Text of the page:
The dawning sun dressed and redressed the Texas horizon, the lady of light going through her eastern closet, choosing just the right color for the day. I stepped out onto the front porch, took one last sip of coffee, and flicked the cup sideways, the lukewarm dregs spraying the dirt. It’d been one of the driest summers on record, in a part of the country where drought was hardly a stranger. I glanced at my watch. Time to get moving. A ten mile run lay ahead of me. I was training to qualify for the Boston Marathon, which, for men my age, required a finishing time in another marathon of 3 hours and 15 minutes or less. To reach that goal, both in distance and speed, would demand months of preparation that was downright grueling. But grueling is just what the doctor ordered. For hardly had I crawled out of bed before a veritable legion of dark thoughts had already begun to jockey for position inside my head, each one vying for supremacy. And it was time to see if I could outrun those demons, one more time.
I punched the start button on my GPS watch, sprinted across the yard and onto the street that would take me to the highway, that would take me five miles out and five miles back. I ran past houses where families still lay sleeping, past an empty church and a bustling convenience store, onto a southbound strip of road with barbed wire fences lining each side. Narrowing my vision to an imaginary two feet wide strip of black pavement, my feet drummed the asphalt, beating out a rhythm that matched music only my heart could hear. I ran hard. I ran fast. But, at first, the demons seemed to match me step for step.
There are whole books written on the best diet for a runner, the fuel he needs to keep his body strong enough for the rigors of his chosen sport. But many runners are propelled forward more by alternative fuels, such as rage and shame, grief and loneliness, heartache and addiction recovery. I’ve known a man to run harder and longer while trying to digest the five words, ”I don’t love you anymore,” than he ever could have from all the calories packed into a five course meal. All kinds of people run from their problems, but runners do that quite literally.
As mile one became mile two, and three, and five, and seven, the pain that had begun in my feet inched its way upward, soon engulfing both legs and hips. My lungs burned, my heart screamed. But, as grace would have it, the cacophony of voices that had resounded in my head when I woke up had, one by one, become mute along the way. All that remained was the single, panting chant of, ”Keep going…keep going…keep going.” And that I did, collapsing in a sweaty heap on the floor of my living room after the tenth mile, in seventy minutes flat, relishing a few moments of pain that felt almost redemptive. For somewhere along the way the demons had dropped out of the race, allowing me a brief respite during which life seemed oddly worth living.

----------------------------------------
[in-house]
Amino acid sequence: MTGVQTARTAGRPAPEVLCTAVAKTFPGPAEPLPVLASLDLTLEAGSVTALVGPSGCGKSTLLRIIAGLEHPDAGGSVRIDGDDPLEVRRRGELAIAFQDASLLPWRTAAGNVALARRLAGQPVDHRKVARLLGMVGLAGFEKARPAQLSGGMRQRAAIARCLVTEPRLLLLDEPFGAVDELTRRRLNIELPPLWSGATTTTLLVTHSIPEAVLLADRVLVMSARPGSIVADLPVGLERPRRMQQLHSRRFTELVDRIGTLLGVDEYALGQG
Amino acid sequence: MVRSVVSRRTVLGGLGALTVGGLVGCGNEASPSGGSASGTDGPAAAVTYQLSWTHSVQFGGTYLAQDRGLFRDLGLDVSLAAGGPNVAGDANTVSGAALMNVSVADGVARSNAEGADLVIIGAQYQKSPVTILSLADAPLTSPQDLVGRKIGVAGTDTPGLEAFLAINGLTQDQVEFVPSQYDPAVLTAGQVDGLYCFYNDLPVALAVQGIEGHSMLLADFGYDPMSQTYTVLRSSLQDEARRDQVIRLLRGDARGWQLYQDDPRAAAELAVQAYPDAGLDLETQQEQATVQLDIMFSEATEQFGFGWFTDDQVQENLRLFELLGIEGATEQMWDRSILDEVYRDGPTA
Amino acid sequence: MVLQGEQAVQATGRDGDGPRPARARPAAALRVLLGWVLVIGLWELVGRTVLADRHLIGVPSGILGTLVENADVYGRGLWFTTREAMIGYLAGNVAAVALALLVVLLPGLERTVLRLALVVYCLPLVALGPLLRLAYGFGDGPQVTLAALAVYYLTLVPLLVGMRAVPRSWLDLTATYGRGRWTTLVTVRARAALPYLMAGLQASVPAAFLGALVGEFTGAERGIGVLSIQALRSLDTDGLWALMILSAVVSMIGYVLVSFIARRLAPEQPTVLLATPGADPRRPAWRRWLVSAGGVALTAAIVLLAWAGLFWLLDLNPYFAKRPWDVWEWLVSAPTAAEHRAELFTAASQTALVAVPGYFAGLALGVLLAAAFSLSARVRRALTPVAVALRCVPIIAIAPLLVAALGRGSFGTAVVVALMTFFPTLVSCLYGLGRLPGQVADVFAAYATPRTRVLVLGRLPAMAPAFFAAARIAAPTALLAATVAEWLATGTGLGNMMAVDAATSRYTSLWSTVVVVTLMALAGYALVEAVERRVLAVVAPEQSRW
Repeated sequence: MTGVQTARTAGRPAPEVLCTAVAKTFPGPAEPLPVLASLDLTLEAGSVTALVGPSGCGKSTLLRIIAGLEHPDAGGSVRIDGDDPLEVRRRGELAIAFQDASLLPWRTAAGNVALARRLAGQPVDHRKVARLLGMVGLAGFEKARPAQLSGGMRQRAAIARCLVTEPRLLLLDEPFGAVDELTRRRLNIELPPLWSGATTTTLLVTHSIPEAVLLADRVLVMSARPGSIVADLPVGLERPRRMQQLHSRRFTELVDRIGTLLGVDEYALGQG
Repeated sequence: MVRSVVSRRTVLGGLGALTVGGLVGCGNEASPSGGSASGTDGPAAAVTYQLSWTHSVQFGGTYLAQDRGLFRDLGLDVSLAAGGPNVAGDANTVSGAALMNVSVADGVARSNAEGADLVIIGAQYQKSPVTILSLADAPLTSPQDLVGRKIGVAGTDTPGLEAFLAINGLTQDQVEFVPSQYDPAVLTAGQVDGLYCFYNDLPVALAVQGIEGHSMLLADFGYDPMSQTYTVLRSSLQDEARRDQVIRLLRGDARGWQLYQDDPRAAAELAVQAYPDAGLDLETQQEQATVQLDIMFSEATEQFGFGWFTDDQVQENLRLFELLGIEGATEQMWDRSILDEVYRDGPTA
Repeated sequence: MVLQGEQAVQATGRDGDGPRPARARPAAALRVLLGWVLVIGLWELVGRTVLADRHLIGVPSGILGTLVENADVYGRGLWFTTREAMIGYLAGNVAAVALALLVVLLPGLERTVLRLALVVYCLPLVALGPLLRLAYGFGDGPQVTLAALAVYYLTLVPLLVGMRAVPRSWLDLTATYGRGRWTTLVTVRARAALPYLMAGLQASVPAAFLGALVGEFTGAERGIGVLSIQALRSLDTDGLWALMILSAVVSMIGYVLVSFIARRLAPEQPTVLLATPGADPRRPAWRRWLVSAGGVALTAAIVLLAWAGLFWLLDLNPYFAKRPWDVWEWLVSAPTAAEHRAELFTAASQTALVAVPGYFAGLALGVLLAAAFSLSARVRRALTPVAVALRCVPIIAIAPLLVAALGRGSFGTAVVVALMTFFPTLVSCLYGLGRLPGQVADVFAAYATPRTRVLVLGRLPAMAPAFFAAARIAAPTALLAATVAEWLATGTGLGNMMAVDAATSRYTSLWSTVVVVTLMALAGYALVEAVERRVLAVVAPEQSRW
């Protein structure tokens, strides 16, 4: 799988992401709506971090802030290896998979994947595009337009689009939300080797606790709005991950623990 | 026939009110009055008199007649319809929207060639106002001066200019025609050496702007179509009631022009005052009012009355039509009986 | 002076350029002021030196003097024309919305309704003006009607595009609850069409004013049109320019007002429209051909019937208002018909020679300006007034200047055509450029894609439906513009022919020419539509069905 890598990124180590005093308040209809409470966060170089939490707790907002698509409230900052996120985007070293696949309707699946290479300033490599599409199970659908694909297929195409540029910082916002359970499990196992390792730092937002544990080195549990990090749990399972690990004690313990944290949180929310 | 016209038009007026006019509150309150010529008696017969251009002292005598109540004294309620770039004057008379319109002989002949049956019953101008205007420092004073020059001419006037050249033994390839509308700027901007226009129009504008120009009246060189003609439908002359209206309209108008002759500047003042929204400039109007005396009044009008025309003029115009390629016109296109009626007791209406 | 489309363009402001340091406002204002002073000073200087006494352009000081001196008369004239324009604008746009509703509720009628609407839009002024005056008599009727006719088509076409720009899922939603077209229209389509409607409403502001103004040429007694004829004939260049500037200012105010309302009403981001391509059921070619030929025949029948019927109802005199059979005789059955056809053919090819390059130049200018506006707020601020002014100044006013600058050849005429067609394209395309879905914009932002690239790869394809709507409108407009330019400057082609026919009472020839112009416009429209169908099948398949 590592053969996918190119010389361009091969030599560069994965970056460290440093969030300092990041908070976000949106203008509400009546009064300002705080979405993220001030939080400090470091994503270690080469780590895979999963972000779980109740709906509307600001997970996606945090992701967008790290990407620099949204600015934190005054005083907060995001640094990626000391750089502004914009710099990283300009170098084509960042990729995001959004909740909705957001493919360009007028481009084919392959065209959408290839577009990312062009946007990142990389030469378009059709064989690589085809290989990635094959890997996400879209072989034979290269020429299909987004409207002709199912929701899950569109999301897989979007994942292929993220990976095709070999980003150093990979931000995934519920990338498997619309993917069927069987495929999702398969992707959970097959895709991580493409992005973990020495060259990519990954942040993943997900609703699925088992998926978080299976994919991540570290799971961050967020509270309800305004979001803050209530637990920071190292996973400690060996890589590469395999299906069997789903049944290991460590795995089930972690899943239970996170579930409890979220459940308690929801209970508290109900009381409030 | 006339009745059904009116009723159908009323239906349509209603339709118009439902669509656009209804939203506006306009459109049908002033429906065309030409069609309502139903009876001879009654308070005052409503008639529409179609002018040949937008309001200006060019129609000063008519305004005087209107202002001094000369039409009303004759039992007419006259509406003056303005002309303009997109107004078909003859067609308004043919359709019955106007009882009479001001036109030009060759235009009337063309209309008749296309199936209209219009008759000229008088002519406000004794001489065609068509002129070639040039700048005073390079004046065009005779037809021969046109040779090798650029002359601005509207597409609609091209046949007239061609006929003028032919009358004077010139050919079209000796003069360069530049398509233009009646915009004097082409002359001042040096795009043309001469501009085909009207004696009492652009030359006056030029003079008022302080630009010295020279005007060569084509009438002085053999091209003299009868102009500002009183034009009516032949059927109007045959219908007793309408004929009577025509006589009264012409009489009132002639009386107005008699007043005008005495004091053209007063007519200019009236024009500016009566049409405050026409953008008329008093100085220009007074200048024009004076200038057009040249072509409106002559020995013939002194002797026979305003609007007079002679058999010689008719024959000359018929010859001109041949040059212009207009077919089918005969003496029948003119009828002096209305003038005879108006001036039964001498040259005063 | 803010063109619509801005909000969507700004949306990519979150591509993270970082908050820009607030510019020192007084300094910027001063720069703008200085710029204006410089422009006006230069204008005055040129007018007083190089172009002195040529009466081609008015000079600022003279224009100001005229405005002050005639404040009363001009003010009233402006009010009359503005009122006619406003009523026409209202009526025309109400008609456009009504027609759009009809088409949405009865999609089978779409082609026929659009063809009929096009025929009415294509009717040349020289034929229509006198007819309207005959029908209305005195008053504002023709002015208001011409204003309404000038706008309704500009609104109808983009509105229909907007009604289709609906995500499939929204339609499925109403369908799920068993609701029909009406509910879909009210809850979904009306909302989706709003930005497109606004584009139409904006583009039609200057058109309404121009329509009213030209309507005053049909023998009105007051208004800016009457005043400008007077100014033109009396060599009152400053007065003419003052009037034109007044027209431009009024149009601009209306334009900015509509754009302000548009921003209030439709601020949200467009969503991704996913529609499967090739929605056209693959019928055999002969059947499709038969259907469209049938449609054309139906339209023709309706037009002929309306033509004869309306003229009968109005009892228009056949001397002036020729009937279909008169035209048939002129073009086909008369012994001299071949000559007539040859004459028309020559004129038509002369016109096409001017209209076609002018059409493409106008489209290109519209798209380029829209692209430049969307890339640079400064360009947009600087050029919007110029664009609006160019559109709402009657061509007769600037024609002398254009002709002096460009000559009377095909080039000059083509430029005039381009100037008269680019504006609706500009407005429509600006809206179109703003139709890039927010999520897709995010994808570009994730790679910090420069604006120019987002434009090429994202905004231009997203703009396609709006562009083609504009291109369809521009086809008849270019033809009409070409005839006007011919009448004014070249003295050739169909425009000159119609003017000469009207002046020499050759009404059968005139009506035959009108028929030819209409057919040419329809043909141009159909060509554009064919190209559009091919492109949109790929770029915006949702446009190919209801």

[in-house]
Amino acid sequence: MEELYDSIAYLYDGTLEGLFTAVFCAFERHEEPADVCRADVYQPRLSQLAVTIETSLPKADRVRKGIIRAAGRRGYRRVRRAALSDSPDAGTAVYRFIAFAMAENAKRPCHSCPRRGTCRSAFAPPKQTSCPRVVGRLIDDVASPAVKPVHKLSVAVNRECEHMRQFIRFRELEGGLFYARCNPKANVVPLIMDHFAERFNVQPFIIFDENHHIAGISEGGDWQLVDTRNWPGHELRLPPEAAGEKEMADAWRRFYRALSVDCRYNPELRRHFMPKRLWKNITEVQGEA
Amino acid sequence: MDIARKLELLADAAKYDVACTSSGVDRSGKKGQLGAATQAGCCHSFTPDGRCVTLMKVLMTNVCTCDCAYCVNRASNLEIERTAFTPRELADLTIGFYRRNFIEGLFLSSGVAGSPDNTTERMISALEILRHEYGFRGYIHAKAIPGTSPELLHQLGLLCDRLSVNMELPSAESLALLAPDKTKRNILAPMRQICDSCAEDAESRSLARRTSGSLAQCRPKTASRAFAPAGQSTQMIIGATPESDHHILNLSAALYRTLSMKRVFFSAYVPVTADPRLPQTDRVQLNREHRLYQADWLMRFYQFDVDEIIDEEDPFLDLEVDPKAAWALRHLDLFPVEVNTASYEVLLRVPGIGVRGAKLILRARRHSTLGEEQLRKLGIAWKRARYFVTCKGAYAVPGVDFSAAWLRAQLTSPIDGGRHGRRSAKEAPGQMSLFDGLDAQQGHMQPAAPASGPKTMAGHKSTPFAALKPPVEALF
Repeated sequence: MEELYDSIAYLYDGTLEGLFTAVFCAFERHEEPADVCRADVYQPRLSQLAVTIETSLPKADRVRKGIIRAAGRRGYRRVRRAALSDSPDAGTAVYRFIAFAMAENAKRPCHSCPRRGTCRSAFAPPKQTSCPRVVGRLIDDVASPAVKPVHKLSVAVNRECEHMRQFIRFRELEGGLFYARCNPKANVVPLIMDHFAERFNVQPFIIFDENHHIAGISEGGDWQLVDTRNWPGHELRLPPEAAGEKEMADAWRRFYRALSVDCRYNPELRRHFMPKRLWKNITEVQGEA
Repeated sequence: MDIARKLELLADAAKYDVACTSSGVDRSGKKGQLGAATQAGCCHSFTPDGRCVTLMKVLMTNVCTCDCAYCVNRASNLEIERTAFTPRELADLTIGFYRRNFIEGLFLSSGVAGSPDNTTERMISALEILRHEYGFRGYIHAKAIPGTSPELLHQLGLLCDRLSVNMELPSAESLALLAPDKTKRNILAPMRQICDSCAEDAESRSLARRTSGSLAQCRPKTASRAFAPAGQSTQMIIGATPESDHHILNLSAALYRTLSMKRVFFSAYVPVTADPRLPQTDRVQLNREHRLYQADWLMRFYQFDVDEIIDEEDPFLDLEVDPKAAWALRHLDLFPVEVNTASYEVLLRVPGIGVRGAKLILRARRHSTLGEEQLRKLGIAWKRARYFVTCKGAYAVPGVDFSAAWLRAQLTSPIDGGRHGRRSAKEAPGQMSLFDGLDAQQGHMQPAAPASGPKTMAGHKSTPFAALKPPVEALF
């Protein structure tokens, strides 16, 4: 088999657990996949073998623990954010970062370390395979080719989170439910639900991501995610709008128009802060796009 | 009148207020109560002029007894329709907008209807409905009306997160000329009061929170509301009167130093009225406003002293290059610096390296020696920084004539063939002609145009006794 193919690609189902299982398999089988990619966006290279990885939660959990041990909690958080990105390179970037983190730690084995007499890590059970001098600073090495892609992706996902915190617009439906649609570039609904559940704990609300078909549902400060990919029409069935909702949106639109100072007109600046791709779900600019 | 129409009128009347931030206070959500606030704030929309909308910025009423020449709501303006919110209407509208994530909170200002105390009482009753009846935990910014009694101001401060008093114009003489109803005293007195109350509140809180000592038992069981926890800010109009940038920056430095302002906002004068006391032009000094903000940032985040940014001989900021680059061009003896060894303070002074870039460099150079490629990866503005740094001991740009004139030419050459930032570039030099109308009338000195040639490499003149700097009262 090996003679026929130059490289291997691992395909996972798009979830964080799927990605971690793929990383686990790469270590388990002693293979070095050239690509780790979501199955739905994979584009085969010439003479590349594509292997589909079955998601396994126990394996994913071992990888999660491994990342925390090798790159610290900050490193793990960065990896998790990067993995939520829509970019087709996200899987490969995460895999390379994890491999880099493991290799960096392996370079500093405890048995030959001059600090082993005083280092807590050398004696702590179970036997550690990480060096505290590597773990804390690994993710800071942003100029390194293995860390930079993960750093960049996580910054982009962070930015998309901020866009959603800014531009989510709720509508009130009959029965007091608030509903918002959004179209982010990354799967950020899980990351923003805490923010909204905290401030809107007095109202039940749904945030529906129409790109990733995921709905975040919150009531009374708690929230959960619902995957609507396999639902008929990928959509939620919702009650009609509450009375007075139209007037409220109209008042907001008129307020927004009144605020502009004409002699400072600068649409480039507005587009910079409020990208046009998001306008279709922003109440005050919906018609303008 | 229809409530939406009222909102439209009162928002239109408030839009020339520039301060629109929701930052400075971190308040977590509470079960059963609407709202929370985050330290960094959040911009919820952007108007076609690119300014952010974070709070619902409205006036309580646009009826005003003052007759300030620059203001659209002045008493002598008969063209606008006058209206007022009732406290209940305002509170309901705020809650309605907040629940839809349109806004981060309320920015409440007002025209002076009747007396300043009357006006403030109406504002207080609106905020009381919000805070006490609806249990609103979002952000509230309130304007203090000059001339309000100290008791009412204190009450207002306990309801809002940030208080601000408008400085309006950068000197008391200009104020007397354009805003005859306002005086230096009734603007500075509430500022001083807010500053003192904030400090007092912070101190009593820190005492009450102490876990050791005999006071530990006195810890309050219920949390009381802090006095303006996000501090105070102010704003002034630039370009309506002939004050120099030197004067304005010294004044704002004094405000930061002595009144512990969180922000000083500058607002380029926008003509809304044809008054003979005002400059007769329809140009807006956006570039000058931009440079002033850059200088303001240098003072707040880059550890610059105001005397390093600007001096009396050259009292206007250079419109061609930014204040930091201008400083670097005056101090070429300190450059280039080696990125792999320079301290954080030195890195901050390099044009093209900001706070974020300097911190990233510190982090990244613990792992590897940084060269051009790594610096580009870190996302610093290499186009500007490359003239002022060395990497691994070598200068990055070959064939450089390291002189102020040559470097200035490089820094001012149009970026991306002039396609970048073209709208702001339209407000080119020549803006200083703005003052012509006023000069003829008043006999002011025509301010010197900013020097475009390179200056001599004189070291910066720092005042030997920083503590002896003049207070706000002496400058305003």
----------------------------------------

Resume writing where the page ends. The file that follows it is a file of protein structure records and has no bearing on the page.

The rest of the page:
Running has been, and remains, the most virtuous of my antidepressants. And I firmly believe it is one of God’s unexpected gifts to me. For while it is true that the Lord has his primary means of working faith and healing in the lives of broken people, he also has other ways of uplifting and sustaining us during life’s most trying times. That may be through the inimitable love of a family that accepts you as you are, absorption into the worlds of literature and art, or dedication to excellence in a hobby or sport. But even in these, God is present, often laboring unseen, to help us along on the long road to recovery.
Just the other day, my running partner, Sam, was apologizing for slowing us down when we eased from a run into a walk. But as I told her, I tell you also, that it is a blessing to walk instead of run, to no longer be fueled by anger and resentment, or fear of the demons hot on your heels. It took a long time, longer than I ever expected, to slow from a sprint to a run to a jog to a walk, but I finally got there. I got there because, as in a story Jesus once told, my Father saw me, a lost son, when I was still a long way off, and he came running. God himself ran to me, fueled by love, embraced me, and welcomed me to walk home with him once again.